Posts tagged Web

Hypertext Wants To Be Free

From an article a couple weeks back, on anniversaries and Resurrected Landmarks, by Eric Meyer. Boldface mine.

It was just last week, at the end of April, that CERN announced the rebirth of The Very First URL, in all its responsive and completely presentable glory. If you hit the root level of the server, you get some wonderful information about the Web’s infancy and the extraordinary thing CERN did in releasing it, unencumbered by patent or licensing restrictions, into the world, twenty years ago.

That’s not at all minor point. I don’t believe it overstates the case to say that if CERN hadn’t made the web free and open to all, it wouldn’t have taken over the net. Like previous attempts at hypertext and similar information systems, it would have languished in a niche and eventually withered away. There were other things that had to happen for the web to really take off, but none of them would have mattered without this one simple, foundational decision.

I would go even further and argue that this act infused the web, defining the culture that was built on top of it. Because the medium was free and open, as was often the case in academic and hacker circles before it, the aesthetic of sharing freely became central to the web community. The dynamic of using ideas and resources freely shared by others, and then freely sharing your own resources and ideas in return, was strongly encouraged by the open nature of the web. It was an implicit encouragement, but no less strong for that. As always, the environment shapes those who live within it. . . .

–Eric Meyer, Resurrected Landmarks (May 8, 2013)

It’s worth noting that as hypertext technologies go, the web stack (HTTP, HTML 1) wasn’t the most sophisticated implementation; in many ways it still isn’t. But it was operational, and available, and learnable, and it was free and open. And that has made all the difference between science-fiction dreams and a fundamental, transformational shift within world culture, society and learning.

In other news, thanks to Eric for reminding me to wish a very happy belated 10th anniversary to CSS Zen Garden.

Monday Lazy Linking

Friday Lazy Linking

<li><p><a href="">Dedicated to &quot;the mutualists of the world&quot; Shawn P. Wilbur, <cite>Out of the Libertarian Labyrinth</cite> (2010-05-17)</a>. <q>Charles T. Sprading's 1930 Mutual Service and Cooperation is available for download from Google Books.</q> <em style="font-size: smaller">(Linked Wednesday 2010-05-26.)</em></p></li>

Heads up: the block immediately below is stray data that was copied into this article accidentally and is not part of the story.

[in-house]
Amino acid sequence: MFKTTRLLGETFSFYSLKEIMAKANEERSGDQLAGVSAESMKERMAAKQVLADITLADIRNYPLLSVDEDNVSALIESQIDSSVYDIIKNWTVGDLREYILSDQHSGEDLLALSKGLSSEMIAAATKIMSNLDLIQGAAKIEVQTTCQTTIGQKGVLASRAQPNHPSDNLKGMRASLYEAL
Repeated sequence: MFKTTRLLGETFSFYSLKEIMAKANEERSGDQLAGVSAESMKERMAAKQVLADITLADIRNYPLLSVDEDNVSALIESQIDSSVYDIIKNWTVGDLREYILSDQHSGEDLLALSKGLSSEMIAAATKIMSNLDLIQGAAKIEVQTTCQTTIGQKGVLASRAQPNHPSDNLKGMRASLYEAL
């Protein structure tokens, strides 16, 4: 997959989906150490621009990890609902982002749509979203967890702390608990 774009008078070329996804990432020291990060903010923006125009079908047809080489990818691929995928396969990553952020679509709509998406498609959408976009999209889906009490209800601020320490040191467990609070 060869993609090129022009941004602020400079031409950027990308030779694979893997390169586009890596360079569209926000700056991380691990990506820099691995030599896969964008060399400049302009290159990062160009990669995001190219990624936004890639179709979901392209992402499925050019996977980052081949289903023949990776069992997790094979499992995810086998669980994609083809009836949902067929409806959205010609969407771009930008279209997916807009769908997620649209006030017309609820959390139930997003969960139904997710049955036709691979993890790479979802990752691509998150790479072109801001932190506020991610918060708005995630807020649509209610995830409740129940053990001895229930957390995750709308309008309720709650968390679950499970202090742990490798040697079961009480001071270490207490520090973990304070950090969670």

<li><p><a href="">Watch Out, Facebook. <cite>Jesse Walker: Reason Magazine articles and blog posts.</cite> (2010-05-26)</a>. "The business press may be filled with rhetoric about 'participatory media' and 'user-generated content,' but the country's most prominent Web 2.0 company treats its participants like a bunch of CompuServe subscribers circa 1994. ..." <em style="font-size: smaller">(Linked Wednesday 2010-05-26.)</em></p></li>
<li><p><a href="">Oh No! Sheldon Richman, <cite>Free Association</cite> (2010-05-23)</a>. <q>Conservatives won't want to hear it, but the libertarian alternative to antidiscrimination laws is: COMMUNITY ORGANIZING!Atom</q> <em style="font-size: smaller">(Linked Wednesday 2010-05-26.)</em></p></li>
<li><p><a href="">The Welfare State. Sheldon Richman, <cite>Free Association</cite> (2010-05-23)</a>. <q>Despite what you may read at other libertarian sites, the welfare state is not the result of efforts by lazy poor people to enslave and live off the productive classes. Rather, it is the result of efforts by the political-social-corporate elite to subordinate and control the poor for a variety...</q> <em style="font-size: smaller">(Linked Wednesday 2010-05-26.)</em></p></li>
<li><p><a href="">Free George Donnelly Handbill. DarianW, <cite></cite> (2010-05-24)</a>. <q>Thanks to ALLy James Tuttle for creating a solid handout in support of George Donnelly. Download the .pdf at</q> <em style="font-size: smaller">(Linked Wednesday 2010-05-26.)</em></p></li>
<li><p><a href="">here&#39;s a sortof interesting piece of political/cultural. Captain Capitulation, <cite>eye of the storm</cite> (2010-05-13)</a>. <q>here&#39;s a sortof interesting piece of political/cultural commentary by mark lilla. he frames the whole thing in terms of &quot;radical individualism&quot;=&quot;the libertarian mob,&quot; as against...well, what? obviously the basic contrast of individualism is to collectivism, but it&#39;s hard to sit there and squarely endorse that term: there are too many...</q> <em style="font-size: smaller">(Linked Thursday 2010-05-27.)</em></p></li>
<li><p><a href="">Arrivals Lounge. Dorothy, <cite>Cat and Girl</cite> (2010-05-27)</a>.  <em style="font-size: smaller">(Linked Thursday 2010-05-27.)</em></p></li>
<li><p><a href="">Gimme Your Best Just-World Play. cherylcline, <cite>der Blaustrumpf</cite> (2010-05-27)</a>. <q>Come on.  I need it after reading this: Jiang Chun Geng is one of 15 elderly Chinese men and women whom Zhu is treating in his simple village clinic for what locals label “rotten leg disease.” A definitive diagnosis is no longer possible so many decades after the initial exposure...</q> <em style="font-size: smaller">(Linked Thursday 2010-05-27.)</em></p></li>

The history of the blink tag

    <p><a href="">theoriginofthe&lt;blink&gt;tag (www) <cite></cite> (2010-05-11)</a>.</p><p>A brief history of the most hated tag in the history of the Web. </p>